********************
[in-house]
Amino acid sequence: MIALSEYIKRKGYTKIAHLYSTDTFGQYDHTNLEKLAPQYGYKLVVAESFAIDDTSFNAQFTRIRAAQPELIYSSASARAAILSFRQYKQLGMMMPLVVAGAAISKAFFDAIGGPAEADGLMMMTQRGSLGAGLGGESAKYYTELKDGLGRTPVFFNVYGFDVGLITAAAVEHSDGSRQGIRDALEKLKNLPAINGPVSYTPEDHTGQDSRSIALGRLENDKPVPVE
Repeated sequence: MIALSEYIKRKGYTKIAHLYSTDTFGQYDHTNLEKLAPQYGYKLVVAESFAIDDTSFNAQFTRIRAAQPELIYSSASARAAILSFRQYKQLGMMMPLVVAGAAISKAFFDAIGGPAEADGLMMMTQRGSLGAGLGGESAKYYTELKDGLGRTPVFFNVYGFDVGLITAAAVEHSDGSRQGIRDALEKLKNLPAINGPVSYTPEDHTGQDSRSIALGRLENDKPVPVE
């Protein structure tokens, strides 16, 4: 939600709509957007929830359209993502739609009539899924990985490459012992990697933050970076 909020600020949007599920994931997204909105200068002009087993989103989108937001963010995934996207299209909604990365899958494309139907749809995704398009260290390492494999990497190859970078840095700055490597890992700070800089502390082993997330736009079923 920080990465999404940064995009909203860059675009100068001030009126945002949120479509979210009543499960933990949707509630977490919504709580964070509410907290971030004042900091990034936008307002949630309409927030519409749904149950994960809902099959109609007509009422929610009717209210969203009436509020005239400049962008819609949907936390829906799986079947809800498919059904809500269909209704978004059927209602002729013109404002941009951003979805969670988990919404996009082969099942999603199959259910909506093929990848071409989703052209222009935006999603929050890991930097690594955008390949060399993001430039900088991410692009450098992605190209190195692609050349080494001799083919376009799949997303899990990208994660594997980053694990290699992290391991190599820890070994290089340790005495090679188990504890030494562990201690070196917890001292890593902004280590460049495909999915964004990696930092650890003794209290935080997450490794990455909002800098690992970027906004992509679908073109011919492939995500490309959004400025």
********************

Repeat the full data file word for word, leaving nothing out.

[in-house]
Amino acid sequence: MIALSEYIKRKGYTKIAHLYSTDTFGQYDHTNLEKLAPQYGYKLVVAESFAIDDTSFNAQFTRIRAAQPELIYSSASARAAILSFRQYKQLGMMMPLVVAGAAISKAFFDAIGGPAEADGLMMMTQRGSLGAGLGGESAKYYTELKDGLGRTPVFFNVYGFDVGLITAAAVEHSDGSRQGIRDALEKLKNLPAINGPVSYTPEDHTGQDSRSIALGRLENDKPVPVE
Repeated sequence: MIALSEYIKRKGYTKIAHLYSTDTFGQYDHTNLEKLAPQYGYKLVVAESFAIDDTSFNAQFTRIRAAQPELIYSSASARAAILSFRQYKQLGMMMPLVVAGAAISKAFFDAIGGPAEADGLMMMTQRGSLGAGLGGESAKYYTELKDGLGRTPVFFNVYGFDVGLITAAAVEHSDGSRQGIRDALEKLKNLPAINGPVSYTPEDHTGQDSRSIALGRLENDKPVPVE
């Protein structure tokens, strides 16, 4: 939600709509957007929830359209993502739609009539899924990985490459012992990697933050970076 909020600020949007599920994931997204909105200068002009087993989103989108937001963010995934996207299209909604990365899958494309139907749809995704398009260290390492494999990497190859970078840095700055490597890992700070800089502390082993997330736009079923 920080990465999404940064995009909203860059675009100068001030009126945002949120479509979210009543499960933990949707509630977490919504709580964070509410907290971030004042900091990034936008307002949630309409927030519409749904149950994960809902099959109609007509009422929610009717209210969203009436509020005239400049962008819609949907936390829906799986079947809800498919059904809500269909209704978004059927209602002729013109404002941009951003979805969670988990919404996009082969099942999603199959259910909506093929990848071409989703052209222009935006999603929050890991930097690594955008390949060399993001430039900088991410692009450098992605190209190195692609050349080494001799083919376009799949997303899990990208994660594997980053694990290699992290391991190599820890070994290089340790005495090679188990504890030494562990201690070196917890001292890593902004280590460049495909999915964004990696930092650890003794209290935080997450490794990455909002800098690992970027906004992509679908073109011919492939995500490309959004400025």